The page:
Quentin Tarantino’s “Once Upon a Time in Hollywood” is still in cinemas and still generating talk. Some of it is the real variation in reaction towards the film itself, other talk is over the minor controversies it has generated be it the use of Bruce Lee to its treatment of women.
There’s also ongoing chatter about what the director is intending to do for his supposed final film – be it a “Star Trek” film, a sequel to one of his existing works, or something more original. Speaking with The Independent, he suggests his last effort could well be a horror movie. In fact the Spahn ranch scene in ‘Once’ serves as a taster of what could be:
“If I come up with a terrific horror film story, I will do that as my tenth movie. I love horror movies. I would love to do a horror film. I do actually think that the Spahn Ranch sequence is the closest to a horror sequence. I do think it’s vaguely terrifying. And I didn’t quite realize how good we did it, frankly, until my editor told me. I made some reference about the killers walking up a hill… He goes, ‘the Spahn Ranch sequence is a horror film… it’s The Texas Chain Saw Massacre with a budget. It’s like Brad Pitt is walking into The Texas Chain Saw Massacre. It’s f–king terrifying.’ I go, ‘Wow, I’m glad! Really?!’ Because I hadn’t seen anything. And when I look at it, I think, ‘Yeah, this is sorta like The Texas Chain Saw Massacre,’ which is about as good a compliment as you can make.”
Going back to the controversy over the Bruce Lee scene, the film’s stunt coordinator Robert Alonzo spoke with The Huffington Post and confirms that the original planned ending for it would’ve had Lee losing the third round of the fight. Because of this, numerous people – especially Brad Pitt – vocally expressed concerns about that outcome. Ultimately it was changed and ended in a stalemate.
Actor Mike Moh, who played Bruce Lee in the film, says he took pause when he first read it but ultimately thinks the helmer portrays Lee in an accurate way. He tells Birth.Movies.Death:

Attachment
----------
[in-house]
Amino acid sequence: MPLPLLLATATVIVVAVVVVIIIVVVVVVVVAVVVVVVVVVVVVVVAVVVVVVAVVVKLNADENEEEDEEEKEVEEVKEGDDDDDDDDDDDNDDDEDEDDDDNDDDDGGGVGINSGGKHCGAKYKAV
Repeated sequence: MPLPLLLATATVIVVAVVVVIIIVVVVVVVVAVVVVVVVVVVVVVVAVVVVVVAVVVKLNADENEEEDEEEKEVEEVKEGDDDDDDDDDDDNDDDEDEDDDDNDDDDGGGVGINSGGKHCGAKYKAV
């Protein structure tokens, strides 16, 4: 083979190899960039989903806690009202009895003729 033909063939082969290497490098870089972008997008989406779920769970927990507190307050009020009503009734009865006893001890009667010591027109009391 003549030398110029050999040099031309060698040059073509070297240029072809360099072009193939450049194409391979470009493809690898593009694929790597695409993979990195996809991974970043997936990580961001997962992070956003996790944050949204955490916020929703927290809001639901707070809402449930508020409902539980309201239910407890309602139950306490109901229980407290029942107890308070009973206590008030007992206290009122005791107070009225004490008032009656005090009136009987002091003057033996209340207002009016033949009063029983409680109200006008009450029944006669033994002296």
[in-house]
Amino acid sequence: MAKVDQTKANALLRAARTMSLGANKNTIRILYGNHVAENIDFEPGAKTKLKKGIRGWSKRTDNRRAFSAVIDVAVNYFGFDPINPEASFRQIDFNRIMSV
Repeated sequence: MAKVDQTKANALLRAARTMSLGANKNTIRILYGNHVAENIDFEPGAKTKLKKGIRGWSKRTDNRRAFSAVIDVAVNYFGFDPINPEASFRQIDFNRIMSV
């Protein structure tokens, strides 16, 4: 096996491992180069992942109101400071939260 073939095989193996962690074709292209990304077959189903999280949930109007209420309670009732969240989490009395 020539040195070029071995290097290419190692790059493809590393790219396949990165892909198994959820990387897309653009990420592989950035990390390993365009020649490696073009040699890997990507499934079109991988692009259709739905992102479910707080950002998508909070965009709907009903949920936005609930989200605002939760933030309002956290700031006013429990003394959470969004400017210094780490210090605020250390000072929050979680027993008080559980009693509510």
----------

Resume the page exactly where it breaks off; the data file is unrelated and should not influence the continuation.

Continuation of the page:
“I’m not going to tell you what the original script had exactly, but when I read it, I was so conflicted because he’s my hero – Bruce in my mind was literally a God… And the thing about it is, Number One, it’s a Tarantino film. He’s not going to do the thing that everybody expects anybody else to do. You’ve got to expect the unexpected. And Number Two, I knew from the jump, Tarantino loves Bruce Lee; he reveres him.
So let me be clear; in the film it was a challenge – ‘best two out of three.’ I got the first point – I knocked him on his ass first. And Bruce at that time was so cocky and maybe got a little excited and he didn’t know Cliff Booth has killed dozens of people with his bare hands – and that’s what people may not realize up until that moment in the film. It’s a hugely important scene – what better way to show how dangerous Cliff is than for him to show up and even match him for a little bit with Bruce? And the only reason why I got thrown into that car is because I was so cocky, like, oh I’m going to do this again.
I can see how people might think Bruce got beat because of the impact with the car, but you give me five more seconds and Bruce would have won. So I know people are going to be up in arms about it, but when I went into my deep dive of studying Bruce, he more than anybody wanted people to know he’s human. And I think I respect him more knowing that he had these challenges, these obstacles, just like everybody.”
“Once Upon a Time in Hollywood” is still in cinemas everywhere.